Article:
However, the loss cannot be measured (as shown in Figure 4). The OTDR merges consecutive events and returns a global reflection and loss for all merged events. To establish specifications, the most common industry method is to measure the distance between -1.5 dB on each side of the reflection peak (see Figure 5). You can also use another method, which measures the distance from the start of the event until the reflection level drops from its peak to -1.5 dB. This method returns a longer dead zone and is less used by manufacturers.

It is very important to make the OTDR's event dead zone as short as possible so that close events can be detected on the link. For example, testing in a building network requires that the OTDR's event dead zone is short because the fiber patch cords connecting various data centers are very short. If the dead zone is too long, some connectors may be missed and the technicians will not be able to identify them, which makes the task of locating potential problems more difficult.

The attenuation dead zone is the minimum distance in which the OTDR can accurately measure the loss of consecutive events after Fresnel reflection. Also use the above example, after a long time, your eyes are fully recovered, and you can identify and analyze the properties of possible objects on the road. As shown in Figure 6, the detector has enough time to recover so that it can detect and measure the continuous event loss. The required minimum distance is from the time when the reflection event occurs until the reflection is reduced to 0.5 dB of the fiber's backscattering level, as shown in Figure 7.

The short decay dead zone allows the OTDR to not only detect consecutive events but also return event losses that are close together. For example, it is possible to know the loss of short fiber patch cables in the network, which can help the technician to clearly understand the conditions within the link.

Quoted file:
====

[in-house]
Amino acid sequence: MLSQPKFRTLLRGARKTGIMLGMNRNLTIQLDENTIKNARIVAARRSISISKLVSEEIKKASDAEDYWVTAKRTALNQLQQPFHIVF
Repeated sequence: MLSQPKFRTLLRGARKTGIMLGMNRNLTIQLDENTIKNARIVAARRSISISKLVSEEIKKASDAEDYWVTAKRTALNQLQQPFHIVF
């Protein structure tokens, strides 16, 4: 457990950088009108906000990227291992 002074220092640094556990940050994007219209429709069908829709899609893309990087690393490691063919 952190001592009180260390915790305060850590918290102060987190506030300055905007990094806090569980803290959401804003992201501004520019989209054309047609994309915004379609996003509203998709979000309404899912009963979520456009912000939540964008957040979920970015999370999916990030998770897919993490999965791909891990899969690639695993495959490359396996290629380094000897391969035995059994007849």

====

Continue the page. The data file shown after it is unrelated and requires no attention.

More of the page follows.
The blind zone is also affected by other factors: pulse width. The shortest pulse width is used to provide the shortest dead zone. However, the blind spot is not always the same length. As the pulse becomes wider, the blind spot is also stretched. Using the longest possible pulse bandwidth leads to a particularly long dead zone, but this has different uses, as mentioned below.

Dynamic range is an important OTDR parameter. This parameter reveals the maximum optical loss the OTDR can analyze from the backscatter level of the OTDR port down to a specific noise level. In other words, this is the maximum that the longest pulse can reach

Fiber length. Therefore, the greater the dynamic range (in dB), the longer the distance that can be reached. Obviously, the maximum distance is different in different applications because the loss of the tested link is different. Connectors, splices, and splitters are also factors that reduce the maximum length of the OTDR. Therefore, averaging over a longer period of time and using the appropriate distance range is the key to increasing the maximum measurable distance. Most of the dynamic range specifications are given using the three-minute average of the longest pulse width, signal-to-noise ratio (SNR) = 1 (average level of Root Mean Square (RMS) noise value). Again, please note that it is very important to read the detailed test conditions marked on the specification footnote.

Based on experience, we recommend selecting an OTDR that has a dynamic range that is 5 to 8 dB higher than the maximum loss that may be encountered. For example, using a single-mode OTDR with a 35 dB dynamic range can meet the need for a dynamic range of around 30 dB. Assuming a typical fiber attenuation of 0.20 dB/km at 1550 nm and fusion splices per 2 km (0.1 dB per splice), such a device can accurately measure distances up to 120 km. The maximum distance can be calculated using fiber attenuation except the dynamic range of the OTDR. This helps determine the dynamic range at which the device can reach the end of the fiber. Remember that the more loss in the network, the greater the dynamic range required. Note that the large dynamic range specified in 20 μ does not ensure that the dynamic range is too large during short pulses. Excessive trajectory filtering may artificially exaggerate the dynamic range of all pulses, leading to poor troubleshooting solutions.